That is what we've done with our manufacturing too. Too many factories falling apart, workers subjected to poor and often dangerous working conditions. My plant here in Painted Post is well over a 100 years old. Many of Corning's facilities were almost as old. Down in Endicott, IBM's facilities were in decay, Endicott-Johnson is now a myriad of rat-invested broken down structures. You look around NY's southern tier and it's hundreds of empty structures and broken down buildings and roads and bridges. And, what new stuff you do seen being built is cheap, poorly designed buildings made of pre-stressed concrete panels and structural foam that start deteriorating within the decade.

    CWS

    Comment


    • #3
      Re: I Wonder Too?

      CW - I can agree with what you said.

      Being a staunch conservative...I don't like wall street too much either. But yet if someone makes a few million dollars a year (kind of off track here) I don't want any of their money either. They earned it..let them keep it. Sure they should pay higher taxes..but the government doesn't need to steal from them either.

      I'm on the fence as far as big business goes.
      Last edited by Flux; 09-04-2010, 01:15 AM.

      Comment


      • #4
        Re: I Wonder Too?

        C.W. we are in complete agreement. American corporations had no intentions of making a stand in the USA and saving jobs. They gladly picked up shop and left, those that stayed did not bother to retool. Legislation would have helped in my opinion, but I'm no expert in economics. I am pretty sure without Americans producing what Americans consume, it's just a matter of time before we crash and burn.

        I agree that American owned corporations manufacturing overseas contribute to the sub human conditions of thrid world workers. I believe they made a killing and got away with murder for years but have reached a point now of killing their consumer base. Once enough Americans can no longer afford to purchase their electronics, and other high priced ticket items they too will feel the pain. The poor slobs working for a few dollars a day in china sure can't afford ipods and $100 sneakers.

        Is it too late to take back America and start manufacturing? A no answer has got to mean we are in trouble. What or how exactly do the politicians expect the economy to turn around? You can offer small businesses all the tax breaks and incentives possible and still not turn things around. It took many years to feel the effects of all those jobs and businesses gone from America, and unless I am wrong it's gonna get much worse much faster.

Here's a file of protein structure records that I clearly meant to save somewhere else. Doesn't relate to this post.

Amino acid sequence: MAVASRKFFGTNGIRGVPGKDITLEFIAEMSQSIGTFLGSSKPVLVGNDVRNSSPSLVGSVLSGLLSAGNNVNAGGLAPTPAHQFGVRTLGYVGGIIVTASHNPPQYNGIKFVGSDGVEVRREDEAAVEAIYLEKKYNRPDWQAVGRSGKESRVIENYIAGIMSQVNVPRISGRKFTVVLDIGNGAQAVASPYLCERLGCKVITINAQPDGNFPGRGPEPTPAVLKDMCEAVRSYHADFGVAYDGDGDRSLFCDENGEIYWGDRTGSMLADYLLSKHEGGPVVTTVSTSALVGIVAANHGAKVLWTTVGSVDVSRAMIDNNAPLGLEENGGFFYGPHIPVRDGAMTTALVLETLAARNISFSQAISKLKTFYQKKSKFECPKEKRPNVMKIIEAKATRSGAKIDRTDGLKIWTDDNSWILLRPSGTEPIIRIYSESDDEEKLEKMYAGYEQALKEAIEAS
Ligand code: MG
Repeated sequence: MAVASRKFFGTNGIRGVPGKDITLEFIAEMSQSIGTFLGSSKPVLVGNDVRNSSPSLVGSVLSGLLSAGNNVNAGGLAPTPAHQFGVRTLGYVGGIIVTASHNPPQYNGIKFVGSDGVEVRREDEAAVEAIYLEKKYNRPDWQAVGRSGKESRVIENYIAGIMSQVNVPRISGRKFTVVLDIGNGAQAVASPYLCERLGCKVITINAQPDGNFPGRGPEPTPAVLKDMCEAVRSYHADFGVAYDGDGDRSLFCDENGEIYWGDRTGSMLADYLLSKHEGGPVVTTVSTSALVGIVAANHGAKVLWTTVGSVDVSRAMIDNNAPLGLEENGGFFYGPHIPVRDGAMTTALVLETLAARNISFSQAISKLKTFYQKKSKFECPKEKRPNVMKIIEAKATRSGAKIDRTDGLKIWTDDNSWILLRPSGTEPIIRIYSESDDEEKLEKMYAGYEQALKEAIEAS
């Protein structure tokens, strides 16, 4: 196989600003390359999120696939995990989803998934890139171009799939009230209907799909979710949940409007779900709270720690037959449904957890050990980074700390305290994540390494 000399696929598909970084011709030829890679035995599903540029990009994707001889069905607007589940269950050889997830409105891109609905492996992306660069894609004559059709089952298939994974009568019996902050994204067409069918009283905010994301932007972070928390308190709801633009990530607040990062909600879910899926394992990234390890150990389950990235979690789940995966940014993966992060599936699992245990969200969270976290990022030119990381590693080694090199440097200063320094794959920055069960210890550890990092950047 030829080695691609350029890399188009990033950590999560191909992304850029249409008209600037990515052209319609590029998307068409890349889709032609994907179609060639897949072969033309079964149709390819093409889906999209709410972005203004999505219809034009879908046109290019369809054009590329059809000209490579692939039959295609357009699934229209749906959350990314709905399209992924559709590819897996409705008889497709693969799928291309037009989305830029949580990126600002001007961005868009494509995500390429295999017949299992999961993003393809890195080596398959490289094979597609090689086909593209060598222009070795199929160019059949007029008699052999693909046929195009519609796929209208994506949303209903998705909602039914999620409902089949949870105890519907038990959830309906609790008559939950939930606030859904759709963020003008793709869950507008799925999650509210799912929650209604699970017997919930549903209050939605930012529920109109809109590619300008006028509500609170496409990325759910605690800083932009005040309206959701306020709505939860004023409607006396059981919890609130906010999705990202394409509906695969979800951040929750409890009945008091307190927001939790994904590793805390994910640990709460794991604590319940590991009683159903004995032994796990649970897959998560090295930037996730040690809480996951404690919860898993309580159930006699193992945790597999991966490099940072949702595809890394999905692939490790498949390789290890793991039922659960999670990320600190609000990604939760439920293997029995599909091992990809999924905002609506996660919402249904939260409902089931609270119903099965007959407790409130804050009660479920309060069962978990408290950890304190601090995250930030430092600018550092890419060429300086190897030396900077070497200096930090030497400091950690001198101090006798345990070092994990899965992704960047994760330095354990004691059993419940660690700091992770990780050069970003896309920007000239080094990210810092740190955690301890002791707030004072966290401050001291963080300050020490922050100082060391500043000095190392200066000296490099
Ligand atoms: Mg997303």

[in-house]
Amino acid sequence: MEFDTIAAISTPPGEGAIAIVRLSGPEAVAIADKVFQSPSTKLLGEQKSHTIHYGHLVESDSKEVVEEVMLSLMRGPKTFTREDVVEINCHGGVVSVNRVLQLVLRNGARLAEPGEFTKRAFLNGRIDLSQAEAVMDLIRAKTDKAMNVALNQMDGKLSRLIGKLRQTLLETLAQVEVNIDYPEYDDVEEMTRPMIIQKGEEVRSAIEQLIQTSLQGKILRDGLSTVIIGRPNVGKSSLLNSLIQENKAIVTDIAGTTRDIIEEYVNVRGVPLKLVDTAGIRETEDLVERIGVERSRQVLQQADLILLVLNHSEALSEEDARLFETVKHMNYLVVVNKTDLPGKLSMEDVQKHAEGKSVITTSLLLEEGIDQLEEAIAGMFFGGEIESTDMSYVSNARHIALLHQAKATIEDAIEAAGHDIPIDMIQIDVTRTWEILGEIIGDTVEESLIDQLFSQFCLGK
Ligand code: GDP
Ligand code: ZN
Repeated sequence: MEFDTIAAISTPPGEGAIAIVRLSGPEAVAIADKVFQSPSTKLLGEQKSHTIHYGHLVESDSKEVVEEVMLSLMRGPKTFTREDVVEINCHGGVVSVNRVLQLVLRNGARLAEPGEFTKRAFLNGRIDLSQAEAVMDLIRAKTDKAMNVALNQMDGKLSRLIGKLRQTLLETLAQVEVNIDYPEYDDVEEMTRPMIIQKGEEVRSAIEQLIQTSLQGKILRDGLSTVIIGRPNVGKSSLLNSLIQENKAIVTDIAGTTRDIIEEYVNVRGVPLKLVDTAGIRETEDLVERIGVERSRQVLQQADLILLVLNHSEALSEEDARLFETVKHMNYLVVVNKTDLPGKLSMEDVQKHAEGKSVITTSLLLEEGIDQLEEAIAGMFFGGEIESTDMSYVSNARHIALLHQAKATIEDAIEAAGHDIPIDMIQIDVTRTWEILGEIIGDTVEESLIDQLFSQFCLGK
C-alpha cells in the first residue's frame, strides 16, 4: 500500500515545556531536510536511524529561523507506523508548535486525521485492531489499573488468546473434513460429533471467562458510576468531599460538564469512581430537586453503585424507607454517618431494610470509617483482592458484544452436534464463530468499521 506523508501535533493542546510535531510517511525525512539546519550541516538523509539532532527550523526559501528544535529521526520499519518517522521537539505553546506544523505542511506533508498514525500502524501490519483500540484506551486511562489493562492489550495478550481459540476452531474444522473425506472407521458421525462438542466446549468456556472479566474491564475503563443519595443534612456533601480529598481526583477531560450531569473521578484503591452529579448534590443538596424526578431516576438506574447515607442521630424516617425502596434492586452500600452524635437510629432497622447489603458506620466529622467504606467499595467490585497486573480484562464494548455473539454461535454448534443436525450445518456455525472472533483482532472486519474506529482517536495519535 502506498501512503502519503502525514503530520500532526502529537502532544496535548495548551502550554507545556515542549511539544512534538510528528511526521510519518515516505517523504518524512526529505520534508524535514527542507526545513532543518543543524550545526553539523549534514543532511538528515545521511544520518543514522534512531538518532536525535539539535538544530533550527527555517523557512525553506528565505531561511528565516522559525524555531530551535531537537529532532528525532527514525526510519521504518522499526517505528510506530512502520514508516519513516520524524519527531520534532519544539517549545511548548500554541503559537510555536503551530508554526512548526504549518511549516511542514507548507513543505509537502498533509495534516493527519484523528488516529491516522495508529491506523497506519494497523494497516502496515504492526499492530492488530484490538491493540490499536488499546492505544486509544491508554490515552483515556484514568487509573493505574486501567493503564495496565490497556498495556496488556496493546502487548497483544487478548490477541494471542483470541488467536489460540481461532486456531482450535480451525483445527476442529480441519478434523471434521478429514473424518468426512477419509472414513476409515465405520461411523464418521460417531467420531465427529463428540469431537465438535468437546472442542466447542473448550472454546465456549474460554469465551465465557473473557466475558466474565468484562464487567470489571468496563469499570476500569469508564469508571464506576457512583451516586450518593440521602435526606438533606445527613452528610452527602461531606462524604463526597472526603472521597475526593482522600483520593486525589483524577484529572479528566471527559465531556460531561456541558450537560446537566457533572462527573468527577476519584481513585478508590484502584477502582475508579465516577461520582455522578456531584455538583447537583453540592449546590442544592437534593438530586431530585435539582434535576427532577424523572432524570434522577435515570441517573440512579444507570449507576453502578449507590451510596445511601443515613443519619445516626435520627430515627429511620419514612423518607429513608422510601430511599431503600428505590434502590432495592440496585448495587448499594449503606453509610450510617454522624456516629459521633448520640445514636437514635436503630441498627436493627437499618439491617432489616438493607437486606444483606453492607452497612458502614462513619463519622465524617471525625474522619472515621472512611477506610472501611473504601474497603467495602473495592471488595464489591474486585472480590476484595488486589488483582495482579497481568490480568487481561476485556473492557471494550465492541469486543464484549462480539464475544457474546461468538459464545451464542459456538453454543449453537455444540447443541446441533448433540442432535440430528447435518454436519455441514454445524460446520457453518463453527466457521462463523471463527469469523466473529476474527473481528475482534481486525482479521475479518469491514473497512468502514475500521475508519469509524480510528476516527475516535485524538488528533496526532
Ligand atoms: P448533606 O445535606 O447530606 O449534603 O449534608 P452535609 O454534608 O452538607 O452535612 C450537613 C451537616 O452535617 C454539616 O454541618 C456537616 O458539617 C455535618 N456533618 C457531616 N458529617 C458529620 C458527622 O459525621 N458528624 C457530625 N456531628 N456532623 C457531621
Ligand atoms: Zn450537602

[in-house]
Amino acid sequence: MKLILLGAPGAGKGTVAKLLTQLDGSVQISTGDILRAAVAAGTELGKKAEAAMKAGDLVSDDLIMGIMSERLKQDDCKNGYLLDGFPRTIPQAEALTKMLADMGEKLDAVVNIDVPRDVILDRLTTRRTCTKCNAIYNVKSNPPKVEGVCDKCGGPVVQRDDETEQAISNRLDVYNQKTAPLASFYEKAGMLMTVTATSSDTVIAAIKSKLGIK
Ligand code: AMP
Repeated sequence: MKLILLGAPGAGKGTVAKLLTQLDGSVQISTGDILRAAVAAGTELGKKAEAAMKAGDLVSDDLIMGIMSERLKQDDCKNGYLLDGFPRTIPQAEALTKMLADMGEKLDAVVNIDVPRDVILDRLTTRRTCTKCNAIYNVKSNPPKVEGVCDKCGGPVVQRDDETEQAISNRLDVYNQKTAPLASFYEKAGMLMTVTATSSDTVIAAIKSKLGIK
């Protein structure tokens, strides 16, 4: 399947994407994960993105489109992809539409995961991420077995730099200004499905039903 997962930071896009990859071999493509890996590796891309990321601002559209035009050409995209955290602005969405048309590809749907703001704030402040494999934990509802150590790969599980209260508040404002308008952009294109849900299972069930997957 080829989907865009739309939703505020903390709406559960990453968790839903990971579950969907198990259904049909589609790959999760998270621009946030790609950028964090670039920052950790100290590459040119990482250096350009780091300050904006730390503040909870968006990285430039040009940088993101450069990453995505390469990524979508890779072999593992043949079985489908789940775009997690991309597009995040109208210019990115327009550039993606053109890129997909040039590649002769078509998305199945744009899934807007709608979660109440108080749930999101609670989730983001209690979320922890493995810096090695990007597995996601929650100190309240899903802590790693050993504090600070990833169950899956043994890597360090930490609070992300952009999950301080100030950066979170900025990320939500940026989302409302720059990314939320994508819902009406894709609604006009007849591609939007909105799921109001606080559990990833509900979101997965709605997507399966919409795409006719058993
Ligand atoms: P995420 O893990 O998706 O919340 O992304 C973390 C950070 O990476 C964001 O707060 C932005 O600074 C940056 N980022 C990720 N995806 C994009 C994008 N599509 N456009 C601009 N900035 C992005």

Comment


        • #5
          Re: I Wonder Too?

          Don't worry, China will pay DEARLY in the next ten years. When their rivers run black with toxic waste, and their farms a barren desert, they will have no choice but to purchase food and water from other countries to stay alive. Something that will not come cheap, lest they will allow their workers to die off in the tens of millions, and lose the cheap labor they once so tightly held.

          Comment


          • #6
            Re: I Wonder Too?

            I think that as those nations that have taken the manufactur.ing begin to modernize that the wage scale and unionization will eventually catch up with us and western europe. When that happens you will begin to see manufacturing spread out over all nations. In the meantime, repealing NAFTA, shelving Cap and trade and working toward less lopsided trade agreements will have to do. Econonomically we are in a strange time of transition ( so is western Europe ) However, though many large corporations have moved their operations overseas, there is still a whole lot of manufacturing going on here. I think the difference is in the type of product that they are producing
            sigpic

            Comment


            • #7
              Re: I Wonder Too?

              Everything eventually comes around full circle. As countries industrialize, they pollute and their workers will begin to demand their fair share, which unfortunately they will probably never get. But eventually all countries will fall into this pattern and economies will rise and fall and the market will then be elsewhere.

              China does have severe environmental problems and it to a large degree recognizes it and is taking steps though often awkward, punishing to the working masses, and probably way too late. Here in the U.S., I think we've made tremendous progress just in my lifetime. But that too, is part of what drives too many corporations to foreign shores.